The fennel has flourished in the garden this year, so I have been looking for ways to incorporate it into our meals. Here's my favourites so far:
Fennel + Lamb Shank Stew
2 fennel bulbs
2 stalks of celery
1 large onion
3-4 medium sized lamb shanks (or 4 large slices of lamb neck)
3 garlic cloves
2 sprigs of fresh rosemary
fresh zest of 1 lemon
1/2 cup white wine
4 cups stock (vegetable/chicken/beef)
For the fennel gremolata:
Small handful each of parsley and fresh fennel leaves + mince finely with the zest + 2 garlic gloves. Combine in a small jug with the juice of 1 lemon (the one you just zested) and 1/4 cup olive oil. Stir to combine with a fork.
Chop onions, fennel and celery into thin slices. In a heavy-based saucepan/stewing pot, gently sauté onions, fennel and celery for around 5 minutes. Remove vegetables onto a plate and add a splash of olive oil to the pot. Next add the lamb shanks, turning each side quickly until it is browned. Return vegetables to the pot along with minced garlic, chopped rosemary, lemon zest, wine and broth. Simmer on a low-heat for 1.5-3 hours (you can go longer with a slow-cooker). Check after 1 hour and top up with more broth if necessary; you want your shanks to be just-covered in liquid to prevent them drying out. Serve stew with steamed rice or mash potato. Garnish with the fennel gremolata.
Apple + Fennel Slaw
1 fennel bulb
1 large apple
2 spring onions
small head of ice-berg lettuce or green cabbage (I used the former here)
mix of fresh greens and lettuce leaves, baby beetroot leaves etc
large handful each of fresh mint, parsley and chives
Shred fennel bulb. Peel and slice apple into thin strips. Do the same with the carrot or grate like I did here. Shred ice-beg lettuce or cabbage if using. Chop herbs and spring onions finely. Toss everything together in a large mixing bowl with the green leaves.
For the dressing:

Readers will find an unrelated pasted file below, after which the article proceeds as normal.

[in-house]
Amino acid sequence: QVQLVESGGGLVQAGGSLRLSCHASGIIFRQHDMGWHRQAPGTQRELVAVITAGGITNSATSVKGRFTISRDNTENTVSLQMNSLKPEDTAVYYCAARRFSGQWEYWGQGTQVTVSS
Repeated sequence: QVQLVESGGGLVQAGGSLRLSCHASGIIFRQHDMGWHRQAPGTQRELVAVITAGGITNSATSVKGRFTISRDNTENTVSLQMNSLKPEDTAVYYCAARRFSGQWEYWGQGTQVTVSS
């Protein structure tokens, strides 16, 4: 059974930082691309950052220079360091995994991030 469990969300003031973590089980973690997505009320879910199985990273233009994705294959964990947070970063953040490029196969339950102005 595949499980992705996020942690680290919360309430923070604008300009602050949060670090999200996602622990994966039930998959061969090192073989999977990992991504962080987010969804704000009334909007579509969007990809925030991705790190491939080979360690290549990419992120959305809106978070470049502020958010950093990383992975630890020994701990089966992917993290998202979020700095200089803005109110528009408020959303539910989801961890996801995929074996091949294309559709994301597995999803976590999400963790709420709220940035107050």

1/2 cup homemade mayonnaise (sour cream or creme fraiche works well too)
2 tablespoons olive oil
juice of an orange or a large lemon (orange adds a lovely sweet note)
2 teaspoons of wholegrain mustard
salt and pepper to taste
Make the dressing by whisking all the ingredients mentioned above in a small jug and pour over salad. Toss gently and serve.
October has been an intense, joyful, and exciting month. Everything feels like it's emerging from winter hibernation; we see and feel the signs of new growth, unfurling, possibility, planning, promise. The baby quince is flowering for the first time since we planted her. The incredible blue echium attracts wattle birds and bees in abundance. I love watching them as I sit at the kitchen table with my morning cup of tea. The vegetable patch gifts us delicious things every day: sprouting broccoli, spring onions, baby leeks, lettuce, fennel bulbs, silverbeet and the first of the snow peas. Calendula, red valerian and forget-me-nots are coming out everywhere. Marvelously self-seeding. We are grateful that school and kindergarten has resumed on site after months of lockdown. I am in the final weeks of my study for the year and feeling the deadline for my last big essay looming. Other sweet glimmers include being able to include these gorgeous possum and koala puppet friends in my kids messages for church; savouring all the thoughtful conversations shared for the Soulcraft festival; short bouts knitting a blue Sibella cardigan; and listening to this beautiful album by Lord Huron as we open the windows wide and let the fresh spring air in... Tell me, how are you going? What does this season hold for you?